Diversity is driving treasury recruitment

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“Diversity is the art of thinking independently together”, said Malcom Forbes the legendary founder of Forbes magazine. In recent times, more and more companies have seen the benefits of adopting a recruitment policy reflecting Forbes’ observation.

 

Earlier this year, a report by McKinsey & Co found that companies with greater gender and cultural diversity financially outperform organisations that are less diverse. The study, which gathered information from 1,000 companies across 12 countries, highlighted the success of firms which exhibited diversity in their executive teams.

 

Such diversity across the C-suite not only brings together the thought process to which Forbes refers, but in a global marketplace also offers a better understanding of the customer base, enhancing business opportunity. In international markets, what sells well domestically may not be one of the items or services which sell well abroad. Having executives who understand the culture of those markets can only help to drive profitability.

 

Interestingly, Davey Lynch Treasury Talent has seen a noticeable increase in diversity being driven in treasury recruitment processes during 2018. Given the fact treasury is a male dominated sector getting a request from HR to include females on any shortlist is not uncommon, but not always easy to deliver.  However, the evidence that diversity is being driven in treasury recruitment comes more from the CFO and treasurer community and their requests for what they are looking for in their teams.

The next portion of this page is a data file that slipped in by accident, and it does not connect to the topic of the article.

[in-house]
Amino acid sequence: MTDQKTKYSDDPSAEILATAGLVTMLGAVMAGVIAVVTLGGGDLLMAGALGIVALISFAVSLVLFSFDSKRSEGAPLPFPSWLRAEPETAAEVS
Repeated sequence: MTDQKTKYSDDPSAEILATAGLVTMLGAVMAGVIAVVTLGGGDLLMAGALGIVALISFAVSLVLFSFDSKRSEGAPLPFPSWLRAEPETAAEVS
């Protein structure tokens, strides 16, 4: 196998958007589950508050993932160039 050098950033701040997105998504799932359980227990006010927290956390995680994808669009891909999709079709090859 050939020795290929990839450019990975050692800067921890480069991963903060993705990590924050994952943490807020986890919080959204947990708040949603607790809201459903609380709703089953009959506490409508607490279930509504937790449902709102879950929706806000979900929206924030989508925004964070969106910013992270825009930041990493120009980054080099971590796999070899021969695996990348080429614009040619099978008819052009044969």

Such examples are explicit mandates where a listed property group specifically requested a female treasurer was required, a leading university specifically targeted hiring a foreign treasury manager – to bring international experience to the team, likewise a younger treasurer looking to bring in a mature hire to add experience to the team.

 

Homogenous thinking

 

Evidence suggests that companies are finding that an inclusive and culturally diverse workforce, capable of voicing different perspectives, leads ultimately to better decision-making. A broader executive base means a move away from old-school thinking and a break-up of the homogenous thinking which may involve ingrained bias and which can compromise business decisions.

 

Research shows that when employees approach challenges from a different perspective, creative solutions can be the result. Such an approach can increase innovation and deliver market growth.

 

From a recruitment point of view, the target of a diverse workforce means a deeper talent pool and increased employee satisfaction. In both cases, diversification becomes a must-have for a company to thrive in the modern business world.

 

Taking advantage of a diverse employment policy will bring challenges as well as potential benefits. There will inevitably be a transitional period wherein old working practices will need to be adjusted in order to avoid tensions and conflict in decision-making. Cultures can clash and management needs to buy into educating employees if diversity is to succeed.